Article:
Study Estimates Nearly 100,000 'Excess' American COVID-19 Deaths Due To Federal Response
A new study, published Monday in the Journal of American Medical Association, estimates that nearly 100,000 Americans who died from COVID-19 would be alive today if the United States enacted a more coordinated federal response in the early months of the pandemic. The study compared coronavirus deaths in the United States to those in 18 other high-income countries. The comparisons showed that, for example, the U.S. has had 90,000 more COVID-19 deaths than Italy since May 10 — a date by which both countries knew the risks of the disease and at which point they began taking different federal approaches to it.

To discuss, Jim Braude was joined by one of the study’s authors, Dr. Ezekiel Emanuel, a former Obama White House policy adviser, and vice provost of Global Initiatives at the University of Pennsylvania.

On Second Day Of SCOTUS Hearings, Amy Coney Barrett Plays Coy On Commitments
The second day of confirmation hearings for President Donald Trump’s pick for Supreme Court justice, Amy Coney Barrett, brought many questions — and several key non-answers — on issues ranging from abortion rights and the Affordable Care Act to potential disputes over next month’s presidential election. To discuss, Jim Braude was joined by Katie Barlow, social media editor for SCOTUSblog.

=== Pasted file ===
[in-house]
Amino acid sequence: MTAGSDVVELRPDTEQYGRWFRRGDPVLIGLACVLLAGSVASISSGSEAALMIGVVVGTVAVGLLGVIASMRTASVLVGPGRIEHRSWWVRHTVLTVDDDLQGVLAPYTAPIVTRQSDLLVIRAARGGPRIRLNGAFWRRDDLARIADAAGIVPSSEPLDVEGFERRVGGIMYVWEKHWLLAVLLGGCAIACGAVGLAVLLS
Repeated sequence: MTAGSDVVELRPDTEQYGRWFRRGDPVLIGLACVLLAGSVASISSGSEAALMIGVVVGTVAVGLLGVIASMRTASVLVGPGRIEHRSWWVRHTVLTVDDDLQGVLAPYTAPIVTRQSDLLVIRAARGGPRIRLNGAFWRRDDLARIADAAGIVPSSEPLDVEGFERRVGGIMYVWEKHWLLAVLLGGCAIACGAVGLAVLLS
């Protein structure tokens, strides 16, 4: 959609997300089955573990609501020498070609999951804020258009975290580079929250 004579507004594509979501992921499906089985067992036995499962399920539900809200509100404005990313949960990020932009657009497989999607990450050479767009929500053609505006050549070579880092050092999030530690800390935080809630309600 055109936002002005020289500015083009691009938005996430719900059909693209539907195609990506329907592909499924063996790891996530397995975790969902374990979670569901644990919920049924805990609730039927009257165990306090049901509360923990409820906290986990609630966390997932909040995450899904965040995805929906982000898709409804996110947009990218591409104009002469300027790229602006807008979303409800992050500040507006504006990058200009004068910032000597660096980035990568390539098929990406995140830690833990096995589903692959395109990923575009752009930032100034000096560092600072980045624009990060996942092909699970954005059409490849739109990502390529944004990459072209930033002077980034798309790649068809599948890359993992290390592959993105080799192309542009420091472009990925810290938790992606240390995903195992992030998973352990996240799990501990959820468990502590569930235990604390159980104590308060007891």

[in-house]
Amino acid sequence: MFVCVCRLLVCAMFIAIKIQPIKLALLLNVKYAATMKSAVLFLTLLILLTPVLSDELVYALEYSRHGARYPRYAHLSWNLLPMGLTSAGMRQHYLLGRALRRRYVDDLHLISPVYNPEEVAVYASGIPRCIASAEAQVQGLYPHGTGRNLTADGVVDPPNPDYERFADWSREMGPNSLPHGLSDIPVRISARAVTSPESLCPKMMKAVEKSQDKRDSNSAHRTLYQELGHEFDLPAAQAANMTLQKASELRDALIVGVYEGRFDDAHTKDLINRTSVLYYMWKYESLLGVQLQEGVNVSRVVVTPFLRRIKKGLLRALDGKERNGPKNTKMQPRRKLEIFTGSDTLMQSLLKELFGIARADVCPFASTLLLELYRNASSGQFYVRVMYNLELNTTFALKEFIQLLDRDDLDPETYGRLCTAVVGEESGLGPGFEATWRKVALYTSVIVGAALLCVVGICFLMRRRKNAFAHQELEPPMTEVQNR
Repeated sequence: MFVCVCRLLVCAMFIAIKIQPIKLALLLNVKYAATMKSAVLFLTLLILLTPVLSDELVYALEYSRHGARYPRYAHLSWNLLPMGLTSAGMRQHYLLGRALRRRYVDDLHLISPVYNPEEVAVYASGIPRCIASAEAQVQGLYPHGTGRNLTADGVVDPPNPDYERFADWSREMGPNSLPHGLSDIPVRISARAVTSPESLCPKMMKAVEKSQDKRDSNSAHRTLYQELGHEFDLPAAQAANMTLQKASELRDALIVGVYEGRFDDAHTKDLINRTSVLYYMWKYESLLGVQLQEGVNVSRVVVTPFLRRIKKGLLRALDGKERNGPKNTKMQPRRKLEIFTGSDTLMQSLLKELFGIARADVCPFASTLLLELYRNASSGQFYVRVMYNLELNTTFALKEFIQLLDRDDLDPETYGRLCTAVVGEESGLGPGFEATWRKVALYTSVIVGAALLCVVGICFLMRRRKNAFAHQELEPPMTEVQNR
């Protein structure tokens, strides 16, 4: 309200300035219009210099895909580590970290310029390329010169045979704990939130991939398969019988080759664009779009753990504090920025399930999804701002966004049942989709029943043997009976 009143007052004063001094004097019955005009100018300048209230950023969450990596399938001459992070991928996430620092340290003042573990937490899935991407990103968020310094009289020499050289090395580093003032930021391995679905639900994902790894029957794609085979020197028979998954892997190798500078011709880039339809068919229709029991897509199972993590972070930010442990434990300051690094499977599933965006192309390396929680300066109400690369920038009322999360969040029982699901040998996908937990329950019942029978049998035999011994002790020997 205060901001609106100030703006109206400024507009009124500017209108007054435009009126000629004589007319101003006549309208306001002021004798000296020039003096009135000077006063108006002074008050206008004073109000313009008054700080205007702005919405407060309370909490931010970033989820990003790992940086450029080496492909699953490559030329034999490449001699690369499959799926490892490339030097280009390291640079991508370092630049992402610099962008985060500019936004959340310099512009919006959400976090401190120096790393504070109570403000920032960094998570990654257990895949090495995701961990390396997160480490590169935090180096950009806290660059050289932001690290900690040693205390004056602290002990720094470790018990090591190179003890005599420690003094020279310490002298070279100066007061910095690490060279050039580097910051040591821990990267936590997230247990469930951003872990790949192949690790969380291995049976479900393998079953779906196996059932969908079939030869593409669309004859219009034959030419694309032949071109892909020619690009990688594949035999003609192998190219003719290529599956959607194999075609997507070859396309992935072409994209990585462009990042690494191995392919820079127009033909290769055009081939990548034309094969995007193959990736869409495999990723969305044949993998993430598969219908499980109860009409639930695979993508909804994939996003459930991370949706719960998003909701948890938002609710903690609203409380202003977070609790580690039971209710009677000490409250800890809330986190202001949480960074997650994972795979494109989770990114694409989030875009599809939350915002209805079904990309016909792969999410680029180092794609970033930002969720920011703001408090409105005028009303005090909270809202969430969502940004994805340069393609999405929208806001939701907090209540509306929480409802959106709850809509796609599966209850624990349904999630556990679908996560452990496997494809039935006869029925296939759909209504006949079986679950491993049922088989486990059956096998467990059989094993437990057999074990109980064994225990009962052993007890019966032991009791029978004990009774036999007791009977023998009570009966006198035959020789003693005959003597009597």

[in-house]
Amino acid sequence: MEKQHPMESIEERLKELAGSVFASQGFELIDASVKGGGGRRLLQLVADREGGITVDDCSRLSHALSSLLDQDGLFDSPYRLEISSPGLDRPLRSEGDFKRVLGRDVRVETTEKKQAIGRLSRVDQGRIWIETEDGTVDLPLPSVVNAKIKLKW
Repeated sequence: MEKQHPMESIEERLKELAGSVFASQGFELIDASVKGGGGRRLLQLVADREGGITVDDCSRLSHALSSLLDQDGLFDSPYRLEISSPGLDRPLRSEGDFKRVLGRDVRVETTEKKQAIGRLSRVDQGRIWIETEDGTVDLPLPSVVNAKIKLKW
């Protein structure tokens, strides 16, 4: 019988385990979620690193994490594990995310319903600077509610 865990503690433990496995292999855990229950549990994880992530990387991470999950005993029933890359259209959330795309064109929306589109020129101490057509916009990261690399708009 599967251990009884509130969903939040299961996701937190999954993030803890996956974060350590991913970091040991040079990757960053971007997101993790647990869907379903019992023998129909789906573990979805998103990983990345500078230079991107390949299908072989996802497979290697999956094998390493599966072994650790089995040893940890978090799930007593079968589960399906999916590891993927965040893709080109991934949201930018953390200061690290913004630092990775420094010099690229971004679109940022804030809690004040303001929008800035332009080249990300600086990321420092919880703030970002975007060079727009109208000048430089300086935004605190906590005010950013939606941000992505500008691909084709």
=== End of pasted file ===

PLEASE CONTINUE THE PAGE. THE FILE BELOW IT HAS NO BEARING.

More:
Salem Still Casts A Spell Over Halloween Tourists, Despite Pandemic
The town of Salem, Mass., draws more than a million visitors every year, and in October alone, the city sees half a million visitors from around the world who come to celebrate the Halloween season. This year, the big Halloween parade and nearly a dozen annual events have been cancelled due to the pandemic. But as Liz Neisloss reports, not everyone was scared away.